Even five years into a recovery from the pits of the housing market crash, the South Florida residential market is still well below the heights it hit during the previous peak, a new report shows.
Since 2011, home prices have shot upward, at times by double-digit percentages, but the tri-county area is still far from levels seen in 2006 and 2007, according to the report, prepared by mortgage and lending research site HSH using home price data from the fourth quarter of 2015.
HSH analyzed data from the Federal Housing Finance Agency and found Broward County was one of the country’s slowest markets to recover. Home prices in Broward are 28 percent below their 2006 peak.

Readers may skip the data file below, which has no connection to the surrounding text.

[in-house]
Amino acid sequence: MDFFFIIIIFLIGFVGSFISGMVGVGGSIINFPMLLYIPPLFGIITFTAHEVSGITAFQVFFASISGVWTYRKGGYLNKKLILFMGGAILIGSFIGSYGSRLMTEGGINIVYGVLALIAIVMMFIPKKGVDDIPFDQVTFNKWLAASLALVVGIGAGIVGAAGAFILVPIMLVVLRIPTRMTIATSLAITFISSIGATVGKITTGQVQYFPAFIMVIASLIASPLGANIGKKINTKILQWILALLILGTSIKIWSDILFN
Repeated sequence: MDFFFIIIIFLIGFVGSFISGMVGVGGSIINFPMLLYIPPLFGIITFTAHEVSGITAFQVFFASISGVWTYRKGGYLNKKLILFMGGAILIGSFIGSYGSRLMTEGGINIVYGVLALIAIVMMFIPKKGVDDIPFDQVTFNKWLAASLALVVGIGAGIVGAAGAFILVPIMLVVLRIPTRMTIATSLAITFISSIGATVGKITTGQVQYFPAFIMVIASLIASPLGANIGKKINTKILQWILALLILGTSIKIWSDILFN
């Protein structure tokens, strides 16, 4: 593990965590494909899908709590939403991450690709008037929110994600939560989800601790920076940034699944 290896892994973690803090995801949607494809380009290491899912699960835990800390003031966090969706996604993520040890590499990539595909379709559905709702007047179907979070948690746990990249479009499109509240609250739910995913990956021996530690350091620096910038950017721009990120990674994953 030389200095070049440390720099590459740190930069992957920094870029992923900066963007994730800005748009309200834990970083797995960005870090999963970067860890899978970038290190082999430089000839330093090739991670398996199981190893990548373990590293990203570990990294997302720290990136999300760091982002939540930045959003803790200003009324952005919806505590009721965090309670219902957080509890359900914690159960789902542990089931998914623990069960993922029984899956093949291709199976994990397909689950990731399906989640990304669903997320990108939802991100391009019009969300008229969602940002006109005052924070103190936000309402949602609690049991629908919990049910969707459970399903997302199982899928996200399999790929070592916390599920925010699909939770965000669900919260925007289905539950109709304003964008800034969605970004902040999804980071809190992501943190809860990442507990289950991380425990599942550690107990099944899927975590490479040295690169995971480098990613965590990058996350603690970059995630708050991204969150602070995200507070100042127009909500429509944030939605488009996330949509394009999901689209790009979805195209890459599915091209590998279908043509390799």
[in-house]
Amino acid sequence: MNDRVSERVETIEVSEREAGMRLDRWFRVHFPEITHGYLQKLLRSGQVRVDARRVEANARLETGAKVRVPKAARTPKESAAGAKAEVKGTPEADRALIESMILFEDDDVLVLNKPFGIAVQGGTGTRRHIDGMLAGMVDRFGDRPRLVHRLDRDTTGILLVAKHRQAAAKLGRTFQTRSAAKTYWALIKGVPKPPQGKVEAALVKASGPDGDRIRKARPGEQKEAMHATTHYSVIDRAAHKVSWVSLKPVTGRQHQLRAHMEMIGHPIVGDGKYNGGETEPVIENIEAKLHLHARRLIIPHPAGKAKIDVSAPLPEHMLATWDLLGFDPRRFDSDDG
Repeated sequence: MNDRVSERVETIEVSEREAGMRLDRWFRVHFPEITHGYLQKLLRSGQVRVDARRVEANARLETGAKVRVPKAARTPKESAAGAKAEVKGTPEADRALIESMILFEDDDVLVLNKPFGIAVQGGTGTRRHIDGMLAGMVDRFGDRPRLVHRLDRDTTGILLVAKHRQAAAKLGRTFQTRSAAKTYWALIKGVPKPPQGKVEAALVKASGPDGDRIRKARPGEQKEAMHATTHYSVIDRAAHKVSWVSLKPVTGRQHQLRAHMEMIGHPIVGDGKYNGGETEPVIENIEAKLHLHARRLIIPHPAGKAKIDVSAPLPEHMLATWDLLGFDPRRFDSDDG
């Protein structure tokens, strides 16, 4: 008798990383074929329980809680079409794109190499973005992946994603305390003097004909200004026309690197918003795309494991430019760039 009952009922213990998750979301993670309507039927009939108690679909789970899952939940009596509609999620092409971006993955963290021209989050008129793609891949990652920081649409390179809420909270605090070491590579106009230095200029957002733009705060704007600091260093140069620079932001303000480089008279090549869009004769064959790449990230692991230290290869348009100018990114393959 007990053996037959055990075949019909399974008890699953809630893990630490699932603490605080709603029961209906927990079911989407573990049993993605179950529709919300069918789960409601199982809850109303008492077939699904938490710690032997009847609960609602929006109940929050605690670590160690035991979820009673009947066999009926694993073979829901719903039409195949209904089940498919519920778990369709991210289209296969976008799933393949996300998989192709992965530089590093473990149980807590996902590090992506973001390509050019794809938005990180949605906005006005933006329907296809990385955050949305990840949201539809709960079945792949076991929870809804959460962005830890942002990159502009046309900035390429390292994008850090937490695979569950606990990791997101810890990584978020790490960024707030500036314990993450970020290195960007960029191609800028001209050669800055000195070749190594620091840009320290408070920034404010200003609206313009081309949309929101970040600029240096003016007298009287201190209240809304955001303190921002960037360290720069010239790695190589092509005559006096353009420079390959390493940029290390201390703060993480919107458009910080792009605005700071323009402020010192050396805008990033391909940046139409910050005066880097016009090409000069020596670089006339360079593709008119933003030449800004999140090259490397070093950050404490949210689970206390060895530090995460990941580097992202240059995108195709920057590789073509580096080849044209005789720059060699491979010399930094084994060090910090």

Miami-Dade County, South Florida’s largest housing market, is also 27 percent below 2007 levels. The city of Miami, in particular, leaned heavily during the recovery on South American buyers, who amassed large residential portfolios when prices were still weak.
Out of South Florida’s three counties, Palm Beach is closest to its previous peak, about 22 percent below peak prices in 2006.
Recent turmoil in global financial markets has taken the wind out of South Florida’s housing economy. A strong U.S. dollar is pushing out a lot of foreign buyers, and the gap left by South American buyers dealing with sluggish economies back home has put downward pressure on residential prices in South Florida. — Sean Stewart-Muniz